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FCA to face MPs after ditching banking culture review

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  • 07/01/2016
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FCA to face MPs after ditching banking culture review
The Financial Conduct Authority (FCA) will be required to appear before the Treasury Select Committee (TSC) to explain why its inquiry into banking culture was abandoned, the BBC reports.

Speaking to the BBC, TSC chairman Andrew Tyrie said the regulator’s move to stop the review and instead work with individual banks on culture was ‘odd’.

Acting chief executive Tracey McDermott and chairman of the FCA John Griffith-Jones will now face questions on their decision when they stand before the committee.

The FCA’s move to halt the inquiry is one of a string of moves made by the regulator in recent weeks which has seen it accused of having ‘an ever more soft touch’ on the financial services industry.

A spokeswoman for the FCA said: “We welcome the opportunity to appear before the committee to explain and clarify our position. As we have previously said a focus on the culture in financial services firms remains a priority for the FCA.

“There is currently extensive ongoing work in this area. We have decided that the best way to support these efforts is to engage individually with firms to encourage their delivery of cultural change as well as supporting the other initiatives outside the FCA.”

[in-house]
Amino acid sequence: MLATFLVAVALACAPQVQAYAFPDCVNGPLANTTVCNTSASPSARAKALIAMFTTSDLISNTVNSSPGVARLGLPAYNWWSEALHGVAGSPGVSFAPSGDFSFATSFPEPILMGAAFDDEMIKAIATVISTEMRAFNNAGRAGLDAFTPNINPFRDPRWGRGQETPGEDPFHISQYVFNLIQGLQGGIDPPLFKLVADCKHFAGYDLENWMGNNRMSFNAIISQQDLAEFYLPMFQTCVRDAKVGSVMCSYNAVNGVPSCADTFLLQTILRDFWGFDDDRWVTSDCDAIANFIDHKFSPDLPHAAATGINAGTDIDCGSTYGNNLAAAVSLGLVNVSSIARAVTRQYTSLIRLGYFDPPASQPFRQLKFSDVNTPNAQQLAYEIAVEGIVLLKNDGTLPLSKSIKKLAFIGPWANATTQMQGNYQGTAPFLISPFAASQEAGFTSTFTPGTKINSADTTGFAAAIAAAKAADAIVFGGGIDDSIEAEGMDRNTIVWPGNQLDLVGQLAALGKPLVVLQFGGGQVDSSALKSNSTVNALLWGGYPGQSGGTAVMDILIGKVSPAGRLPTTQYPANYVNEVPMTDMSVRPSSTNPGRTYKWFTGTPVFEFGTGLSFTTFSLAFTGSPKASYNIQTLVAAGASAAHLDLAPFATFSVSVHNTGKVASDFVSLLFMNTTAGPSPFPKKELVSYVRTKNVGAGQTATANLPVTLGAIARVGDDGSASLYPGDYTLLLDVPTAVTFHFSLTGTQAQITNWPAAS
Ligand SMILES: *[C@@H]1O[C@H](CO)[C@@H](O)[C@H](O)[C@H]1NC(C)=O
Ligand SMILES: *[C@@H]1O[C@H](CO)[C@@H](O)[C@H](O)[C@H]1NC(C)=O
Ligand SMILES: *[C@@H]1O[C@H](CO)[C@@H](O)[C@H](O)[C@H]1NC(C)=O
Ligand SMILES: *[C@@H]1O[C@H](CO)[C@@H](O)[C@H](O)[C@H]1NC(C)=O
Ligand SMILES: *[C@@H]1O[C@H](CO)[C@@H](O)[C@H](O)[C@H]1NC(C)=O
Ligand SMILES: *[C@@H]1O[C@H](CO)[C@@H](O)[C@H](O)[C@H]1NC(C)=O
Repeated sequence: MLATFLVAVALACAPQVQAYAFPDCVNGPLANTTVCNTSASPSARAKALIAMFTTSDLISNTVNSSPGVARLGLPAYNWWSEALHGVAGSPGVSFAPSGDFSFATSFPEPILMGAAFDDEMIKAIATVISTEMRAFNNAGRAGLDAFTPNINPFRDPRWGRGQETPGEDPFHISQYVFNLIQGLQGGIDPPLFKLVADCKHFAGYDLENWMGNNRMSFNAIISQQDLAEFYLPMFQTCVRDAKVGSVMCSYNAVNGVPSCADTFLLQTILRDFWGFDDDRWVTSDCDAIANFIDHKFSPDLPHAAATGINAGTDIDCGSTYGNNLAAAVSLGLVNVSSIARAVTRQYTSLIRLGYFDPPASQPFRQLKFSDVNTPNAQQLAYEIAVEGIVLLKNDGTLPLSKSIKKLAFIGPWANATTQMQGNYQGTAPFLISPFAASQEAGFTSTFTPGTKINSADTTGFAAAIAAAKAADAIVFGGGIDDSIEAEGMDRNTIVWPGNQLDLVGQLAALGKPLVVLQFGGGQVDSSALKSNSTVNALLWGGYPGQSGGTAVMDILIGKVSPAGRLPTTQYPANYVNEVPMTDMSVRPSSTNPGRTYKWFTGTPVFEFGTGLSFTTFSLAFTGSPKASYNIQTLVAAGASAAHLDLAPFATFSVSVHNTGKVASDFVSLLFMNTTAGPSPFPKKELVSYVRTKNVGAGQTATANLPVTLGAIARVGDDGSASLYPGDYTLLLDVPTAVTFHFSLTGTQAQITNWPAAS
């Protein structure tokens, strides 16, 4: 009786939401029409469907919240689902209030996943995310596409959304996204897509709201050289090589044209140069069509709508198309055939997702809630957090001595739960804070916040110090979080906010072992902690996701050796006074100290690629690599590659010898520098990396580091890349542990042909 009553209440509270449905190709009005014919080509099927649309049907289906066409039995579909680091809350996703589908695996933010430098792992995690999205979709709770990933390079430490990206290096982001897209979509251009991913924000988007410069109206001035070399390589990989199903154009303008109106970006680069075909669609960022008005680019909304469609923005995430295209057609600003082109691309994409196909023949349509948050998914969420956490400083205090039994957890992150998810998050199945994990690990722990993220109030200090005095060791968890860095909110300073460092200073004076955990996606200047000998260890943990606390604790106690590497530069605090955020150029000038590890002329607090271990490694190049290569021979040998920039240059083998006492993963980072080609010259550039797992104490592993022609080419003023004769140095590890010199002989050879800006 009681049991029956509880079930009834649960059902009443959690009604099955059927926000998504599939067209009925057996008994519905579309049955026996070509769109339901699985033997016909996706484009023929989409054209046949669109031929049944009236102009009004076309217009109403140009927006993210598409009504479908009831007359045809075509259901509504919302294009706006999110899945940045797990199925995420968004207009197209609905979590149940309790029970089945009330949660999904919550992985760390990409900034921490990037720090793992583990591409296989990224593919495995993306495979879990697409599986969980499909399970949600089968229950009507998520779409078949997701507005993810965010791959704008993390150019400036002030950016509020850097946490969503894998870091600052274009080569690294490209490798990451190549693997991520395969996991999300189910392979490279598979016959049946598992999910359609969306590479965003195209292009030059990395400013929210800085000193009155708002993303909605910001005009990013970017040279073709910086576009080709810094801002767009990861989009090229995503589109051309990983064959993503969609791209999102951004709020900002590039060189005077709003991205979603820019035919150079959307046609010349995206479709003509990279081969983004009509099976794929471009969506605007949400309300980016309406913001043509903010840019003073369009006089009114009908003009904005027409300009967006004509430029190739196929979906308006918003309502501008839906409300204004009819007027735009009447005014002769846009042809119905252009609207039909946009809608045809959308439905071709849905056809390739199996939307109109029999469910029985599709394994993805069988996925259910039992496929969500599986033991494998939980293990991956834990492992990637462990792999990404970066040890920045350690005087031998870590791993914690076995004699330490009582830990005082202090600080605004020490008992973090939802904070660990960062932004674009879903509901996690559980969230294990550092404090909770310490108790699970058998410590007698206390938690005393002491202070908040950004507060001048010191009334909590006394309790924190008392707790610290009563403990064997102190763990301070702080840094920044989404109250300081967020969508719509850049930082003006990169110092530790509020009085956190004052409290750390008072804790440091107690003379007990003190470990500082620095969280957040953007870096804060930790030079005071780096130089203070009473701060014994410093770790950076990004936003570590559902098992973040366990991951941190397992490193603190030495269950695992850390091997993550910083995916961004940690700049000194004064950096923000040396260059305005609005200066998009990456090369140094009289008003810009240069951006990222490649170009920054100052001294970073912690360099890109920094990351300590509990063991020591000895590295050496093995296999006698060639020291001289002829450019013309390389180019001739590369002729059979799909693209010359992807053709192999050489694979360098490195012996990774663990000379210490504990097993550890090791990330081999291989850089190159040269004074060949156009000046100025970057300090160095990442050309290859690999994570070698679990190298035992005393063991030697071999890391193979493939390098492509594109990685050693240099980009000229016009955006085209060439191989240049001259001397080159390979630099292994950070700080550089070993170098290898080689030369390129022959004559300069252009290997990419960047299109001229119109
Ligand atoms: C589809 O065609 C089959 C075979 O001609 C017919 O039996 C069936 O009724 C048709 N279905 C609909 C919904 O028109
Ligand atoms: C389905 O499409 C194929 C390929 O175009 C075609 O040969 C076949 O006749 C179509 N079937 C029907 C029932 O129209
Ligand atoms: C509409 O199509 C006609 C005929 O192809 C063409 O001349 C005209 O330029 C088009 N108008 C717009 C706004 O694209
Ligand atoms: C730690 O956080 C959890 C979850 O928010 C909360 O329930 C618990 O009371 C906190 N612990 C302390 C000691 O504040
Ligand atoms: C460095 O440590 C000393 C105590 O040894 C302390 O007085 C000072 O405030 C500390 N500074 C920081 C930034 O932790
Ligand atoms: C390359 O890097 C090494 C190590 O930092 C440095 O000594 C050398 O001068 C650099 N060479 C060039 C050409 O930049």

Earlier this week it emerged that HSBC would no longer be subject to regulatory action over its involvement in helping clients evade UK taxation by hiding assets in its private bank in Switzerland.

While it denies involvement in the regulator’s recent decisions, the Treasury has been accused of forcing the FCA’s hand in such affairs.

The City watchdog has been without a permanent chief executive since Martin Wheatley left last summer. During an interview on Radio 4’s Today programme, Chancellor George Osborne denied that he was responsible for giving the FCA ‘a free run’ by choosing not to renew Wheatley’s contract.

However, shadow chancellor John McDonnell has repeatedly accused the Chancellor of fiddling with the FCA’s affairs.

“The Chancellor has been moving towards an ever more soft touch approach by reducing the bank levy and cutting corporation tax and selling publicly owned banks off at a loss,” he said.

“Only last week he sat by while the watchdog he set up watered down its review into the sector, only six months after he replaced the head of the FCA for issuing large fines to banks.”

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